Dna and Cell Reprogramming Transcript
DNA and Cell Reprogramming Via Epigenetic Information Delivered by Magnetic Fields, Sound Vibration and Coherent Water
Webinar Transcription with Dr. Carlo Ventura, M.D., Ph.D. and Dr. Rollin McCraty, Ph.D.
Dr. McCraty: Well, good day, everyone. This is Dr. Rollin McCraty, at the Institute of HeartMath. I see a lot of people are still logging in to today’s webinar. So before we start the formal presentation, we’ll give it a minute or two to let those that are still logging in get logged in and synched up.
It’s my great honor today to introduce Dr. Carlo Ventura who’s become a very good personal friend and colleague. We’re starting to collaborate together to do, I think, some rather innovative research in the relatively near future. I asked Carlo to do this webinar because I’m so fascinated by the, really leading-‐edge research that Carlo is doing in the field of epigenetic information and how he’s able to change the programming of stem cells through magnetic fields and sound vibrations. And he’ll also talk about some coherent water work that he’s doing.
So, Carlo, hello and thank you so much for joining us.
Dr. Ventura: Hello, how are you? Thank you very much for the introduction. First of all, I would like to thank you and the Institute of HeartMath for organizing this webinar and for the unique opportunity to be here with all of you.
I would like to focus in this presentation on several features of DNA on the relevance of its architecture and shapes as driving forces that can modulate the expression of genes, unlocking the potential of any given cell to be transformed into the many different subtypes that define the structure and function of our organs throughout adult life.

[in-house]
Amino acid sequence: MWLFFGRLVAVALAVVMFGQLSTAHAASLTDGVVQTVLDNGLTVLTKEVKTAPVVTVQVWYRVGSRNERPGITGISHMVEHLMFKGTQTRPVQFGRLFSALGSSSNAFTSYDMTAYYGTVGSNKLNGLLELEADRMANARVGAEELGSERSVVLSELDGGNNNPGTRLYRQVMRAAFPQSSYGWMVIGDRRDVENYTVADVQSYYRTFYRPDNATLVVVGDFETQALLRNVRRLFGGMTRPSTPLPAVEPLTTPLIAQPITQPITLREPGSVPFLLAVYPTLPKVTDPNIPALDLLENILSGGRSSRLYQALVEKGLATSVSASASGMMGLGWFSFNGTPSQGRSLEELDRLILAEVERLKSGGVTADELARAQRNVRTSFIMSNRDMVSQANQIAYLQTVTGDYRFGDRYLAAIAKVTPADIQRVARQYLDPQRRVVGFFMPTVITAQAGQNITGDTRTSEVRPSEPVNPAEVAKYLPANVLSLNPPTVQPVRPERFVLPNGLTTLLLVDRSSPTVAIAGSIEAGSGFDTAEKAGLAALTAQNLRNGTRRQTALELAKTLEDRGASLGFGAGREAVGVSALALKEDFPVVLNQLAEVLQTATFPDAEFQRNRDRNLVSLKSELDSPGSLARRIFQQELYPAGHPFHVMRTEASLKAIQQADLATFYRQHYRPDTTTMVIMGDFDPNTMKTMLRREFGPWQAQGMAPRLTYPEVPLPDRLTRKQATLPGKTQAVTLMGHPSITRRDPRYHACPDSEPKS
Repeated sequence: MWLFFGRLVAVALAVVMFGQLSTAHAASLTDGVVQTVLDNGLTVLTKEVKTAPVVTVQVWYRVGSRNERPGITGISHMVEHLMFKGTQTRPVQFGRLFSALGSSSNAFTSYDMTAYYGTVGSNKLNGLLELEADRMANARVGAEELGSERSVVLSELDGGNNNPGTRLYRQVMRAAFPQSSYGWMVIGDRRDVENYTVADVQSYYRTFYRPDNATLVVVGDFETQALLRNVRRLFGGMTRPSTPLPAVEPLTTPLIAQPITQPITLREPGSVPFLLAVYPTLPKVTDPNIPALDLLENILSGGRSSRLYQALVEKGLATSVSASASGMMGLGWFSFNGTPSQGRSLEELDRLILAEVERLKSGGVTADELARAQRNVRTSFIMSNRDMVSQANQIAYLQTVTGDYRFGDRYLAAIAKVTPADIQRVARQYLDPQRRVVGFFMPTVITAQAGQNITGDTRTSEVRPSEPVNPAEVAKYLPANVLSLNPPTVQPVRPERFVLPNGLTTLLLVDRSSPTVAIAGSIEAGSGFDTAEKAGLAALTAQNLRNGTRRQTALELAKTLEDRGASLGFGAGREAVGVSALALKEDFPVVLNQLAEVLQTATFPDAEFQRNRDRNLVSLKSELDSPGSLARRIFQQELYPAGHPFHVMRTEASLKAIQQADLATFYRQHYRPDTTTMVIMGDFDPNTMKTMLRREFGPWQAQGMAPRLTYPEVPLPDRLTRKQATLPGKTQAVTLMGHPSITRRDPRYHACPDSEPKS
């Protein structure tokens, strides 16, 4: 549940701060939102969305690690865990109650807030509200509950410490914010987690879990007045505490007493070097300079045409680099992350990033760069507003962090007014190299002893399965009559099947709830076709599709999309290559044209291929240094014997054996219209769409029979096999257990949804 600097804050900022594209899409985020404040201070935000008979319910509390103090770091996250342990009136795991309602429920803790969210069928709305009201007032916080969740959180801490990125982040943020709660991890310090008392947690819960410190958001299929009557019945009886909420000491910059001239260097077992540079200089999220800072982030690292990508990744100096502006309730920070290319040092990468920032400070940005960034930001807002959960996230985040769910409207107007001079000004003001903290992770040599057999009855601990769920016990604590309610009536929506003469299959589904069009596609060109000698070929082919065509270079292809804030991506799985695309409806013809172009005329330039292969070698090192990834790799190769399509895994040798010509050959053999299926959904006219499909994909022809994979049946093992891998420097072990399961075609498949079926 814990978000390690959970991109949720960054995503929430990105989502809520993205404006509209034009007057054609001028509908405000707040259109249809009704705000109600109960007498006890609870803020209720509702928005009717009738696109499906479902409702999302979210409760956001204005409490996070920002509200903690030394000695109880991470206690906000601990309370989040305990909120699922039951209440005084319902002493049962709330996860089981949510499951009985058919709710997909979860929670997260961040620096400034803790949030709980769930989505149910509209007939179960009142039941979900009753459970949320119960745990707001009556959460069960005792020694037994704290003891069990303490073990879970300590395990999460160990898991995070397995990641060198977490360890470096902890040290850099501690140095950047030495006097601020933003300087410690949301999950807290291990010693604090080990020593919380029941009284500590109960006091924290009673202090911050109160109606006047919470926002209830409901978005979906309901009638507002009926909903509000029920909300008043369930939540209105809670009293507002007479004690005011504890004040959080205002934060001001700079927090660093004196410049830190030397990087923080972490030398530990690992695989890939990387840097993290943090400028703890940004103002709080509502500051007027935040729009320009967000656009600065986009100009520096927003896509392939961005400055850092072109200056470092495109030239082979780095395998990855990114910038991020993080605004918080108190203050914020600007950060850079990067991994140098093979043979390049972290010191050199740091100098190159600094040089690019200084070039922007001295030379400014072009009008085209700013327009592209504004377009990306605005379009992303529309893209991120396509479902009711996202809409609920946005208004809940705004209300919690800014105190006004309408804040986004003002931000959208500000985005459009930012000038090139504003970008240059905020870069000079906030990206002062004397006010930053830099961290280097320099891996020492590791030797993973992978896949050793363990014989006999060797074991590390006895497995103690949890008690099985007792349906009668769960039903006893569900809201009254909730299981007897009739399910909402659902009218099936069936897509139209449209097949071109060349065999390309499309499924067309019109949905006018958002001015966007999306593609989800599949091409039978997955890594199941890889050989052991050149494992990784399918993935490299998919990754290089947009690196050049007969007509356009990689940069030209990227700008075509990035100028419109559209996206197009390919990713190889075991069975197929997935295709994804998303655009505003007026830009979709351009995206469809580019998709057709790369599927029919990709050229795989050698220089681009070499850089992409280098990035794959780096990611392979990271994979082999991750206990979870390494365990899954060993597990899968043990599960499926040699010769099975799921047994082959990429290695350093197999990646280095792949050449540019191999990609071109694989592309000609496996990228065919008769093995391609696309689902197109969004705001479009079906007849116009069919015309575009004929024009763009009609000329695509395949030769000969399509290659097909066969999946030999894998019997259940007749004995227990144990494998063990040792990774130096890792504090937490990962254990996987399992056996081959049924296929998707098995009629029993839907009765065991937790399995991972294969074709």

As you know, DNA is a very long molecule. It’s about two meters long. And it is compacted in a very small nuclear volume with a diameter of only 50 to 70 microns, usually. Only one or two percent of the overall DNA contains coding sequences; that is, sequences that will give rise to a messenger RNA and to a protein that would, in turn, specify the structure and function of our cells.
The huge remnant part was believed to be sort of meaningless garbage structure until very recently. And it is now clear that cell commitment and differentiation is controlled by a complex interplay between the cell signaling, the environment, and the continuous dynamic remodeling of this so-‐called garbage DNA into loops and domains.
We are now understanding that we are facing an architectural DNA that is capable of acquiring a temporal and special organization, what we call epigenetics, shaping and specifying the multifaceted gene expression motifs that are part of the information of life. So the environment is important. We know now that even during pregnancy or childhood we may have adverse event in the environment that can affect epigenetics, the nuclear volume and form and shape in the cells, as well as the transcription of our genes automatically leading to huge changing epigenetics and some patterning in behavior.
So the environment is important. And, Rollin, you’re right. As you said, it’s important to understand that when we say “environment,” we may also think about our mind, our consciousness, the possibility to right our coherent state and change the environment and the way the environment may affect this epigenetics, the beginning structure and function.